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Rwanda: How Community Health Workers Are Dealing With Covid-19 Positive Expectant Mothers

28-year-old Olive Mujawamariya first felt mildly sick five days ago. The expectant mother of one says that at first, she felt some general body weakness but brushed it off as part of pregnancy fatigue.
By Nasra Bishumba

However, with time, her joints started aching and in 24 hours, she was having chills and mild fever in the evening. Upon diagnosis, Mujawamariya was found Covid-19 positive.

The unexpected news sent the heavily pregnant mother into a sudden panic.

“The first thing that came to mind was that I was going to lose my unborn baby. I went into a panic. I started crying and calling everyone I know,” she says.

In its clinical management guidelines, the Rwanda Biomedical Centre (RBC) says that there is no evidence that pregnant women are more likely to get seriously ill from coronavirus.

However, they are considered vulnerable and a keener eye is kept on them on a regular basis.

Although Mujawamariya was looked at by the doctors and sent home, like all the other patients who have mild to no symptoms, she is being followed up at home by community health workers.

The Rwanda Community Health Workers’ Program was established in 1995 to increase uptake of essential maternal and child clinical services through education of pregnant women, promotion of healthy behaviours, and follow-up and linkages to health services.

48 year old Jeanne Umuhoza, who has been a community health worker in Kicukiro district’s Rubirizi cell, Kanombe Sector for the past three years says that upon receiving a positive diagnosis, the first step is to offer counselling.

“Most people worry a lot but for pregnant women, it is worse. They suddenly start thinking that they are going to die but our job is to give them counselling and to ensure that the mother stays focused on keeping herself and the baby strong,” she said.

In the following days, Umuhoza says that the community health worker is obliged to check on the patient more times than they do for other Covid-19 patients to ensure that both mother and child are safe.

“We take the mother’s temperature every day and monitor her closely. Should a serious symptom arise, we immediately call an ambulance to take her to hospital for more expert attention,” she said.

Mental health support

Jerome Nkusi Niyonsaba has been a community health worker based in Kibagabaga Cell, Kimironko Sector for the last two years.

He says that with the increase in the number of Covid-19 infections, pregnant mothers are dealing with anxiety in addition to the pressures that come with pregnancy.

He said that he spends many of these communal rounds providing hope and information in equal measure.

“Everyone is worried about the Covid-19 Delta variant but for pregnant women, it is worse. I spend most of the time calming their anxieties down and also reminding them that should they contract the virus, they will still be taken care of until they have their babies,” he said.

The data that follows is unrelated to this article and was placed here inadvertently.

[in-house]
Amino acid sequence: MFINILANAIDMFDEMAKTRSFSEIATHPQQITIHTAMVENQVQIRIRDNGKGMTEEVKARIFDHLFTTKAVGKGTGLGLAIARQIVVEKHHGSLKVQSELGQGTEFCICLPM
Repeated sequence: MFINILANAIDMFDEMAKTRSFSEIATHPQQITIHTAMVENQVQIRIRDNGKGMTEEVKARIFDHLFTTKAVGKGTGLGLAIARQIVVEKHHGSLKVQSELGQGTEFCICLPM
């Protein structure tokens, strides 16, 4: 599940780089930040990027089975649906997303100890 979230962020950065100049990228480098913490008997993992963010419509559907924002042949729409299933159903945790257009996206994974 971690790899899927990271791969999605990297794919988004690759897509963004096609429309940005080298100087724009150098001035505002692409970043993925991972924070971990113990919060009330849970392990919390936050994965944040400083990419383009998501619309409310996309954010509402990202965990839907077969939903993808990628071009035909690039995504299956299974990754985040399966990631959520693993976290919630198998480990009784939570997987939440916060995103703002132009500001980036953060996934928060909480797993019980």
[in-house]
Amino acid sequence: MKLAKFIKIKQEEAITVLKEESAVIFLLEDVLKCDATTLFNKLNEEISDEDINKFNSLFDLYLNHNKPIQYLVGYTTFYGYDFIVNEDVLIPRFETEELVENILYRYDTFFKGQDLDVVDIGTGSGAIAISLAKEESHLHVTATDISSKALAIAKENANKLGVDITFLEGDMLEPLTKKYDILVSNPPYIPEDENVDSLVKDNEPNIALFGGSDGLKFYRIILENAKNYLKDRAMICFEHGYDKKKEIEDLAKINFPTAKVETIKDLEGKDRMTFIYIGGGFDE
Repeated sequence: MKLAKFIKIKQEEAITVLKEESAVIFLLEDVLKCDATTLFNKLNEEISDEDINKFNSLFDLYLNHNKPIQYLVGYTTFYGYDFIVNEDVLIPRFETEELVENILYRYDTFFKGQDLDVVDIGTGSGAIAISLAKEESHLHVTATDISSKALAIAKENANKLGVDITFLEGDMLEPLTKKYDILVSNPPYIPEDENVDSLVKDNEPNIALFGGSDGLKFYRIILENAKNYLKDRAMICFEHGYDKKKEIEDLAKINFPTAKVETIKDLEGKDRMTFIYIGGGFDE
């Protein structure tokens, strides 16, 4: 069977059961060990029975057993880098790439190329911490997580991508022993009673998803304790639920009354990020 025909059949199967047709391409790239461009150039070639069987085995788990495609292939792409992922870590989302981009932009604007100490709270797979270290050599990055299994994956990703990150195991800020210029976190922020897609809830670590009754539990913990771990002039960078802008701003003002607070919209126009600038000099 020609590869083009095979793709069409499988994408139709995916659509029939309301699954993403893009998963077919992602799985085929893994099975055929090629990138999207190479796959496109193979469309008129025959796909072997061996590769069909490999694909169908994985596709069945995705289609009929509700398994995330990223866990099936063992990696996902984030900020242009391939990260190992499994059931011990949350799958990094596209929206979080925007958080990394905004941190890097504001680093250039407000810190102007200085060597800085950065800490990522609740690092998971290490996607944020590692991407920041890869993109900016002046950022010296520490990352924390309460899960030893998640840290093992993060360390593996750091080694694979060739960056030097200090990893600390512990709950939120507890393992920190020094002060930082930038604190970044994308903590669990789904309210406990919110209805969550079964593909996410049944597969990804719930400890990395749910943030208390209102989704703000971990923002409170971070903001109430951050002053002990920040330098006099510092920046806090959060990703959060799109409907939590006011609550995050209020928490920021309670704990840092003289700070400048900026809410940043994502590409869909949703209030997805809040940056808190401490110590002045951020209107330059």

The RBC Maternal, Child and Community Health Division Manager, Dr. Felix Sayinzoga told The New Times in a telephone interview that community health workers have training that allows them to tell when an expectant woman is at risk and when to seek help.

“They already know what to look out for and the instructions are specific. Some they can manage, others are considered red flags and must immediately be reported to the nearest hospital where the expectant mother is quickly taken for further support,” he said.

Sayinzoga agrees that counselling is a big part of the community health worker’s responsibility since the expectant mother’s mental stability plays a big role in whatever comes next.

“Many lose hope when they test positive. It is important that they are counselled so that they take the precautions going forward more seriously. Actually, we are now even counselling those who are not infected to know what to expect in case they get infected,” he said.

He reminded that a pregnant woman with Covid-19 cannot pass the virus to the foetus or to a baby through breastfeeding.

Dr Kenneth Ruzindana, a consultant at University Teaching Hospital Kigali (CHUK), told this publication that although most infected pregnant mothers recover without undergoing hospitalisation, rapid clinical deterioration can occur.

“Obviously symptomatic pregnant patients are at increased risk of death compared to symptomatic non-pregnant females of reproductive age. However, a big number (over 90 per cent) of the infected ones can recover without giving birth prematurely,” he said.

A total of 58,467 community health workers are currently operating all over the country where they provide the first line of health service delivery.

60 per cent of these are women.

There are four in each village: a male-female pair providing basic care and integrated community case management of childhood illness, and another two in charge of maternal health.

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